It is almost a year since I was in Wellington Hospital after having almost succeeded in paralysing myself from the neck down. You can read about it here:
One thing that I did to amuse myself while confined to bed was to analyse the nutrient contents of the food that was being served. There was just one big problem: there were no nutrients. There were only empty carbs, sugars, a few bad fats and a tiny bit of poor-quality protein, doused in a serving of chemicals!
When we are serving crappy food like this in our hospitals, is there any hope at all that anyone will get better, then, if they survive, stay well for long?
(My apologies for the language, but there is no other way to describe this food in the context of our national health service which really should be providing the leadership when it comes to nutrition). The bar should be high - not low.
The photo above is for one of my meals (none of the other meals had any nutritional merits either):
White bread - in the end, it is nutrient-empty sugar and nothing more.
Margarine - inflammatory and of no nutritional value
Ham, possibly from Canada or China. This is meat that is sourced from stressed, inflamed animals that were kept alive in horrific living conditions with antibiotics and possibly fed hormones. Ham is usually soaked in cancer-causing nitrates.
Low-fat ice cream that is nothing more than a hit of sugar and flavourings. Oh! - and fat emulsifiers that remove the protective mucous lining of the intestines. Bring on more diseases of the gut!
Jelly with artificial flavourings and colourings and yet more sugar.
An environmentally wasteful cup of tea served in two disposable cups. More sugar, in most cases, low-fat dead milk that is an A-1 milk protein source (potentially inflammatory) and caffeine hit.
You'll note all of the plastic I was served that presumably ended up in the landfill. So much for our leadership setting a good example environmentally!
If I was a hospital nutritionist serving the sick and the injured, I would resign rather than be associated with this joke that is pretending to be nutrition.
When a patient is struggling to survive a life-threatening disease or injury, their need for thousands of different nutrients skyrockets. It does not reduce, as this hospital "food" would imply (I'm struggling to call this "food").
Luckily for me, I was not confined to the hospital for long and I quickly had Alofa making daily healthy food drops which I ravenously consumed. I also began some special nutritional supplements to help reduce the swelling of my spinal cord and to expedite the healing. I discretely consumed these supplements, so as not to cause a fuss with the medical staff. I was there to heal - not to start a fight with the health system which is religiously antagonistic to functional nutrition.
Three months later, I was sufficiently recovered to win the mountain biking age group world championships. What I did that was additional to the wonderful work of the doctors and nurses while in the hospital had a huge influence on how quickly and completely I recovered.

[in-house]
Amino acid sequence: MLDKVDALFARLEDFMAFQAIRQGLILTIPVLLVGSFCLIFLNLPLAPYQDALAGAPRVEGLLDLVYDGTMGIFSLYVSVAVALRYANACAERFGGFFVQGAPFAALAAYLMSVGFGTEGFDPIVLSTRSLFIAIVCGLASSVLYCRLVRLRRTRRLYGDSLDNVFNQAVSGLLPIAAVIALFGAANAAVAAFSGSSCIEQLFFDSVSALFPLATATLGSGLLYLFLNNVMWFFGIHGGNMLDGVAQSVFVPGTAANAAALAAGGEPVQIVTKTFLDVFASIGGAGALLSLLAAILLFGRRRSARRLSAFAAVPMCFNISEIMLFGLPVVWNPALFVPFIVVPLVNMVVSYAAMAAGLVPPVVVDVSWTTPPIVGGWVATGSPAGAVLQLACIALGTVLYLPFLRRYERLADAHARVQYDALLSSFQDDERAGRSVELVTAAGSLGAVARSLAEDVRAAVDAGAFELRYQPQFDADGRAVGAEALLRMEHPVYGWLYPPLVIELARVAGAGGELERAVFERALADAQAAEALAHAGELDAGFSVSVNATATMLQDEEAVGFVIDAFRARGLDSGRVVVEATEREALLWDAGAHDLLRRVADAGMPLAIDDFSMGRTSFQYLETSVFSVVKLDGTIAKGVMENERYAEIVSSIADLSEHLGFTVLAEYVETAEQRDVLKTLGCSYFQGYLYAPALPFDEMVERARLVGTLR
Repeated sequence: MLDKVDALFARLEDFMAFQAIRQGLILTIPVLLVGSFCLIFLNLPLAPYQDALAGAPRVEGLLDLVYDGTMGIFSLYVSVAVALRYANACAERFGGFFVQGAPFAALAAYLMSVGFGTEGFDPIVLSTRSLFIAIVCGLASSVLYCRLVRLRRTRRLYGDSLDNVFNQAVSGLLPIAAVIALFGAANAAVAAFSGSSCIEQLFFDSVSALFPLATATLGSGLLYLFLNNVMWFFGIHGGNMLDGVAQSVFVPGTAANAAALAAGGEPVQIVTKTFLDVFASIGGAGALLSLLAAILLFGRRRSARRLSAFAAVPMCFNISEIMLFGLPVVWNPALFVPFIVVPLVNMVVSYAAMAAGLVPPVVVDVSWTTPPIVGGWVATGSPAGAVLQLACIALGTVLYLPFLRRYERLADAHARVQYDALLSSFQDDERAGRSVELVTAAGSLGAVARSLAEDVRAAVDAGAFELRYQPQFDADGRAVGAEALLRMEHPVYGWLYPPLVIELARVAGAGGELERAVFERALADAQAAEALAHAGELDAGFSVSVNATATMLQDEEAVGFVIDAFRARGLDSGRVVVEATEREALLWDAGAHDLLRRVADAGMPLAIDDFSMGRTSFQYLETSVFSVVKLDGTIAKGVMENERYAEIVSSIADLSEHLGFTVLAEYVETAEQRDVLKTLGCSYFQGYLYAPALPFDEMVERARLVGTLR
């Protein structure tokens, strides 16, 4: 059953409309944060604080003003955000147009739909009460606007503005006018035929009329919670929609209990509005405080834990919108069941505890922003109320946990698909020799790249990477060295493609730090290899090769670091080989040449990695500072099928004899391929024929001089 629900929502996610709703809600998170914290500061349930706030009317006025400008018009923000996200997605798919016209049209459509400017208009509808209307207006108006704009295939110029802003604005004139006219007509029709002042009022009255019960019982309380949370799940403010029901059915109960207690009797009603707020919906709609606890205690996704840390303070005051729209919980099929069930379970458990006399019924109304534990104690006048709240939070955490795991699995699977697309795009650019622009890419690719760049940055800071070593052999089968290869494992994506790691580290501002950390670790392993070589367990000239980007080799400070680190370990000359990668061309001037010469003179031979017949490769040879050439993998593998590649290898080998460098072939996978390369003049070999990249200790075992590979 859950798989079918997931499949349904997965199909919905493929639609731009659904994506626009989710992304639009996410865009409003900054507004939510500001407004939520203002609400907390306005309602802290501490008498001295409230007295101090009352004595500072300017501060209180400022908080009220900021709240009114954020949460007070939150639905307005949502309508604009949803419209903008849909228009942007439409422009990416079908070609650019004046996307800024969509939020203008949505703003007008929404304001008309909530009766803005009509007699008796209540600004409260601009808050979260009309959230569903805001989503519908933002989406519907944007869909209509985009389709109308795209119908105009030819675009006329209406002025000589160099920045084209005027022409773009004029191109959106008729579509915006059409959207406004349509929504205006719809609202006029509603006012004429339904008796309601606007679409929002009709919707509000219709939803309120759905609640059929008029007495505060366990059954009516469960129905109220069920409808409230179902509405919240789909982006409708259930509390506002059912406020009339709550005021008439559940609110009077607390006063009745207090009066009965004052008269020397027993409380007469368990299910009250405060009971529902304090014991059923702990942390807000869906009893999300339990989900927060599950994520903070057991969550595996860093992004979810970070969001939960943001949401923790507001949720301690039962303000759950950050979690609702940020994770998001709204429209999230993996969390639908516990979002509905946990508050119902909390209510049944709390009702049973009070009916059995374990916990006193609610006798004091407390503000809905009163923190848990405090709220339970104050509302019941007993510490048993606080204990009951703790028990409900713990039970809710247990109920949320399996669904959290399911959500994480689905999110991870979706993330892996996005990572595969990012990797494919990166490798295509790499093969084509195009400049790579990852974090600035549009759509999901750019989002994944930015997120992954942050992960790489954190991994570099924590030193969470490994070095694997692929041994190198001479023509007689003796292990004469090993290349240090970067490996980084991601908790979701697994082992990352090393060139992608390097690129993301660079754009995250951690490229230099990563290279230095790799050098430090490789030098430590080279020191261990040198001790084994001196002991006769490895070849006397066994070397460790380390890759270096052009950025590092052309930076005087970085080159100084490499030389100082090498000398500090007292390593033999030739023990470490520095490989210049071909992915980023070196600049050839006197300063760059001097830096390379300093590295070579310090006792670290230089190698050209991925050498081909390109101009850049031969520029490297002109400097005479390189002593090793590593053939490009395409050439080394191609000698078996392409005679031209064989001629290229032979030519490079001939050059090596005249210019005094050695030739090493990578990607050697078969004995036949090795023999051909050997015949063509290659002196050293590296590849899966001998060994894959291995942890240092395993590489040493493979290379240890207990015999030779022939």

"Let food be thy medicine" Hippocrates
The four people in the beds in my cubicle were in for the long haul and were displaying all the signs of being malnourished. They were around my age or a little older but what was disturbing was how fragile they were, how heavily medicated they were and the complexity of their health issues. How does serving of jelly, ice cream, ham and white bread assist their recovery? It compromises their recovery.
Where are the vitamins, the minerals, the essential fatty acids? Where is the protein from varied sources? Of course, there is a little - somewhere - it just can't be found - not yet.
When a nutrient, such as a smidgeon of vitamin C, is finally found in this crappy food, does it meet the minimum daily requirement for that nutrient, as set by the World Health Organisation, to stave off malnutrition?
For years, I have argued that few people in New Zealand ever die from old age nowadays. They die from the combination of malnutrition, drugs side-effects and one surgery too many.
Our hospitals should be required to serve the most nutritious meals possible - not empty, chemical-laden crap. While a person is in hospital, this is the perfect opportunity to wean them off nutrient-poor, sugar and chemical-laden foods, to educate and to introduce nutrient-dense meals so that eating this way is the new habit by the time the patient is discharged.
This is what the hospital dieticians should be doing - feeding good food and educating. Not serving cheap crap. Talk about the "support" letting down the team of hard-working and brilliant emergency medicine professionals.
The people we elected to run our hospitals have opted to provide patients with food that is the cheapest they can find. It is then prepared and served in the cheapest way possible. They have done so with complete disregard of the fact that we are in the midst of a mostly food-driven health crisis that threatens to bankrupt our health system.
Things need to change.
By contrast, here is the meal my partner, Alofa, prepared while I am writing this:
Most of the vegetables were grown in our garden and greenhouse. The fish is red cod caught off the shores of Wellington and gently cooked in olive oil. All of the food was seasoned with a very generous sprinkling of multimineral salt, black pepper and Waihi Bush flax oil. And washed down with some home-made lemon water with a dash of NZ Fulvic.
Now, that is nutritious!
Understanding malnutrition in vulnerable older New Zealanders
Chocolate Milk Could Be Key To Longer, Healthier Life
The sad message in this report is that elderly nutrition can be so bad that even a glass of chocolate, sugar and milk can make a significant difference! Ye Gods!
Middlemore doctor slams Government over obesity 'inaction'
Don't worry, the food industry will self-regulate so that we once again become a healthy nation.